- A personal voice (good practice in audio feedback)
- AUDIBLE (linguistic analysis of audio feedback)
The morning consisted of a workshop generating and receiving audio feedback on a group work exercise. At first, I found this excruciating, but as the morning wore on, it became more and more interesting, comparing technologies and experiencing both sides of the feedback equation in short order. I learned that I need to reduce my use of the word "disappointing" when giving feedback (or the linguistics police will get me ;-)
The afternoon consisted of presentations by a number of speakers, which were interesting, but for me, not as interesting as the discussion they invoked. A few of the main points I took from this discussion:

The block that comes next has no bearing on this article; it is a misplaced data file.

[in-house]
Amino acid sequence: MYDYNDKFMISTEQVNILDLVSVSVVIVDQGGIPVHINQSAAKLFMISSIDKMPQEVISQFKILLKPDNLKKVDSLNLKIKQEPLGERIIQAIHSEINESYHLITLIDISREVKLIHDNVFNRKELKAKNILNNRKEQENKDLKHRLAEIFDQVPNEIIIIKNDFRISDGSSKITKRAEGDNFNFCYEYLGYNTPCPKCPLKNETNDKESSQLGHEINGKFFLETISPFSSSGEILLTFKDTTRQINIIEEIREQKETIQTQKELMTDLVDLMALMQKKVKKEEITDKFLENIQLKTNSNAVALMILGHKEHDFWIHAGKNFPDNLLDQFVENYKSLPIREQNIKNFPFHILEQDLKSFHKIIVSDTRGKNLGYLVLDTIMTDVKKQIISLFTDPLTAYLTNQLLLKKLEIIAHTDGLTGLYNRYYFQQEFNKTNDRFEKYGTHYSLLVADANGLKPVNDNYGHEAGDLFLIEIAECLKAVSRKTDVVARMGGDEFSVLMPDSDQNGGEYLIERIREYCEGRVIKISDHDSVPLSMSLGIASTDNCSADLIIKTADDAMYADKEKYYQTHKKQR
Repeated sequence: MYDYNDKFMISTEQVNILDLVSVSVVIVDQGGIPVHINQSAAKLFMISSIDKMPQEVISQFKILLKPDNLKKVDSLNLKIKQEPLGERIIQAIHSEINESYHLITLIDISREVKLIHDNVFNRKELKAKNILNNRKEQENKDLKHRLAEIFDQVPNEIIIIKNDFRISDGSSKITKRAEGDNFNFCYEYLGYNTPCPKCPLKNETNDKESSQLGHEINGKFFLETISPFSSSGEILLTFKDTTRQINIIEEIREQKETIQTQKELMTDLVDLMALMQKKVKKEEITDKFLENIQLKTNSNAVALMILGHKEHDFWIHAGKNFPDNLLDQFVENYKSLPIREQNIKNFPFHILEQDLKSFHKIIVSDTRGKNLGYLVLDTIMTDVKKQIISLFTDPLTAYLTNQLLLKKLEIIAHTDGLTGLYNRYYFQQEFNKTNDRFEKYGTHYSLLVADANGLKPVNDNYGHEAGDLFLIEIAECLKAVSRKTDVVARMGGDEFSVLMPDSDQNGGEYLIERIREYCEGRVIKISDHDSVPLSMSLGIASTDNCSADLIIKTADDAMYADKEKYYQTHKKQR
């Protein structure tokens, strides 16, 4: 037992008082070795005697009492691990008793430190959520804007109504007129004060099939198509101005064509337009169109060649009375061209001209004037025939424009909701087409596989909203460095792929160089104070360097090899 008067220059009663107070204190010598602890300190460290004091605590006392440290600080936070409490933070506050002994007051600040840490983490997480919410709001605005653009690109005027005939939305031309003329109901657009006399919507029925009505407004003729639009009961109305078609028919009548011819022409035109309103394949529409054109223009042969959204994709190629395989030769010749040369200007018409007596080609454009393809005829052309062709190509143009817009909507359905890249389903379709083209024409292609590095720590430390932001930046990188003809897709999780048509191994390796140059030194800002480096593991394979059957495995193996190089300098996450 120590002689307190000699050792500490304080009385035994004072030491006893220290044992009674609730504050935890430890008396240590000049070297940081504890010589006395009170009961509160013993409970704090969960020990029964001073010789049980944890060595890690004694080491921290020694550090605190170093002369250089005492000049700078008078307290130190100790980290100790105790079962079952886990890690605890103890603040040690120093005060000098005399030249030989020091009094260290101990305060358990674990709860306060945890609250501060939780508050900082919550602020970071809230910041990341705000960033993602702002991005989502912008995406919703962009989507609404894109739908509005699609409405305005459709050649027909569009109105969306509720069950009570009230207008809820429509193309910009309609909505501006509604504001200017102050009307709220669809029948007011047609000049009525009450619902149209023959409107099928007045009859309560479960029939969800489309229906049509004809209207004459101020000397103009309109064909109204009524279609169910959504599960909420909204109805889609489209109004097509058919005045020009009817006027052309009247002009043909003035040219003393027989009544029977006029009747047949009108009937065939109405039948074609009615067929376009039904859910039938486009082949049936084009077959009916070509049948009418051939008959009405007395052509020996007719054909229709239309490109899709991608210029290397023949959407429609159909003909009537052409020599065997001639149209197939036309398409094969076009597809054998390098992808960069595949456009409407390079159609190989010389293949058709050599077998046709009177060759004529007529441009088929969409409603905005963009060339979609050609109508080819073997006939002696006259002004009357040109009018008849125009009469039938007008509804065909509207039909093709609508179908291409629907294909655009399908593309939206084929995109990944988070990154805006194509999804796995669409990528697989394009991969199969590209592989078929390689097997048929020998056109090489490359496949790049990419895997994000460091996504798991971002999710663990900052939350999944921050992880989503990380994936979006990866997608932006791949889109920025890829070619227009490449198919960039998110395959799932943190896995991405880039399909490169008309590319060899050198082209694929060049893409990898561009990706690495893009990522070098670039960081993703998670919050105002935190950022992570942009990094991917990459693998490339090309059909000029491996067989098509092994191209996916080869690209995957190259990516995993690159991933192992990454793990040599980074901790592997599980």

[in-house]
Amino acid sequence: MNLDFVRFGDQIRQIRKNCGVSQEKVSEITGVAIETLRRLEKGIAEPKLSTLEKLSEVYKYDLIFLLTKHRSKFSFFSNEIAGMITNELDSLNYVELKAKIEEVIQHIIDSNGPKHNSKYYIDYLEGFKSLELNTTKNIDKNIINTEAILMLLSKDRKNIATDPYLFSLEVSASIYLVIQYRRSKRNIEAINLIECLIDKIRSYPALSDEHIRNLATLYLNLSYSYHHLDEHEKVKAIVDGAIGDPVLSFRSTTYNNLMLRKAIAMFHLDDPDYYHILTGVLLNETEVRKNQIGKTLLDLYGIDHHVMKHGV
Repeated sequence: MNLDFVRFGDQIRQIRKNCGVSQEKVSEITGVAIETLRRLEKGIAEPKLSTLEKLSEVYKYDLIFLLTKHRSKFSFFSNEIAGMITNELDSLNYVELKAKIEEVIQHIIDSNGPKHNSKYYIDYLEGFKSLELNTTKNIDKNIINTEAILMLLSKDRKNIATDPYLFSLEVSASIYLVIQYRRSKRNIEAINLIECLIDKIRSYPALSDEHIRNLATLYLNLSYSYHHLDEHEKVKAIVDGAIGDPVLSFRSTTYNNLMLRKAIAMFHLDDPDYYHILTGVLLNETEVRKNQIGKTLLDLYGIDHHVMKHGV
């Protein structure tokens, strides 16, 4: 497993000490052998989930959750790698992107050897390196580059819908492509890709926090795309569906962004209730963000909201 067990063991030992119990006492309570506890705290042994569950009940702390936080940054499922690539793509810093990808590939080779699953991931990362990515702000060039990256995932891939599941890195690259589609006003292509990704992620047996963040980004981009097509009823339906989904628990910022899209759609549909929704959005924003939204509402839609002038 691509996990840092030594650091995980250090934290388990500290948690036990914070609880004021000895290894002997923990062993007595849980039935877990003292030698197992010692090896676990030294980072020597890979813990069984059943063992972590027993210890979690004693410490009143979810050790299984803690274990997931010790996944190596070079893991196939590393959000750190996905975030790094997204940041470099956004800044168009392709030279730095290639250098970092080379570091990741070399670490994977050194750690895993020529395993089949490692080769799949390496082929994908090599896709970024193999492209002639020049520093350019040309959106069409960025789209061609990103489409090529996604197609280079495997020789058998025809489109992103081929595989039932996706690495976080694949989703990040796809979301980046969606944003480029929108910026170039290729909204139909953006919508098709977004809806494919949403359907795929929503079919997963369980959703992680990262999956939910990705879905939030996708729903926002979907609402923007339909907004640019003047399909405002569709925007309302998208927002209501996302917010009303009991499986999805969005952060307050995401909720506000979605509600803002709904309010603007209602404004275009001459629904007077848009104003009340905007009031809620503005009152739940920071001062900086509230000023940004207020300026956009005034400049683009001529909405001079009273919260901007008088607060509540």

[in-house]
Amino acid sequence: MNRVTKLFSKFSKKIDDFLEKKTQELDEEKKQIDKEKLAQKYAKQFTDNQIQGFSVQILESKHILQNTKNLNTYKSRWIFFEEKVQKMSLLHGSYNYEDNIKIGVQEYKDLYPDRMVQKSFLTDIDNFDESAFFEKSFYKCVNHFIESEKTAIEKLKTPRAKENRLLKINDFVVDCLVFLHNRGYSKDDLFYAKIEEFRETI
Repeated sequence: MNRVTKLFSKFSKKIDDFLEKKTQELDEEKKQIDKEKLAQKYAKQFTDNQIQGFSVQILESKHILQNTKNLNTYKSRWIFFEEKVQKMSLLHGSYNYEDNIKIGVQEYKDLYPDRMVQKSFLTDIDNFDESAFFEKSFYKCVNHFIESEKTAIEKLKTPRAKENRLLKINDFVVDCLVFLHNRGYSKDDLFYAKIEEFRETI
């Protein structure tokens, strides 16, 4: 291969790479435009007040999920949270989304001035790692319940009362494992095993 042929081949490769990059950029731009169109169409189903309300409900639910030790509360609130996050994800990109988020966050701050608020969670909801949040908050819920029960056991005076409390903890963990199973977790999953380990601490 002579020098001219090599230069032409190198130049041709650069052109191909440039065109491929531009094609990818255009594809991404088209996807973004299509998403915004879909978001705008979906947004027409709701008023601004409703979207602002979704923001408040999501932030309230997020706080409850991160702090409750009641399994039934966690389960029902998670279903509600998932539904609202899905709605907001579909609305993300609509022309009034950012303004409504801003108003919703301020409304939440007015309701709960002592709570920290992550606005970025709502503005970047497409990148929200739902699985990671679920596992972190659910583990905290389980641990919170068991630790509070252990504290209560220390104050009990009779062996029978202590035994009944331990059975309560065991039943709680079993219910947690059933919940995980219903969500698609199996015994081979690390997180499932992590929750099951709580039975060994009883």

- Structure and signposting are particularly important (e.g. numbed points) in audio, otherwise it is very difficult to pick out and retain key points.
- Audio feedback is much more like a tutorial than written feedback - conversational, with a performance element.
- Students like audio if it augments rather than replaces written feedback. Oh dear, not much prospect for time saving then, but the possibility of improving quality?
- Does feedback really matter? Feed forward is the important goal, and audio tools don't do anything to help with that issue.
Sarah Horrigan's reflections.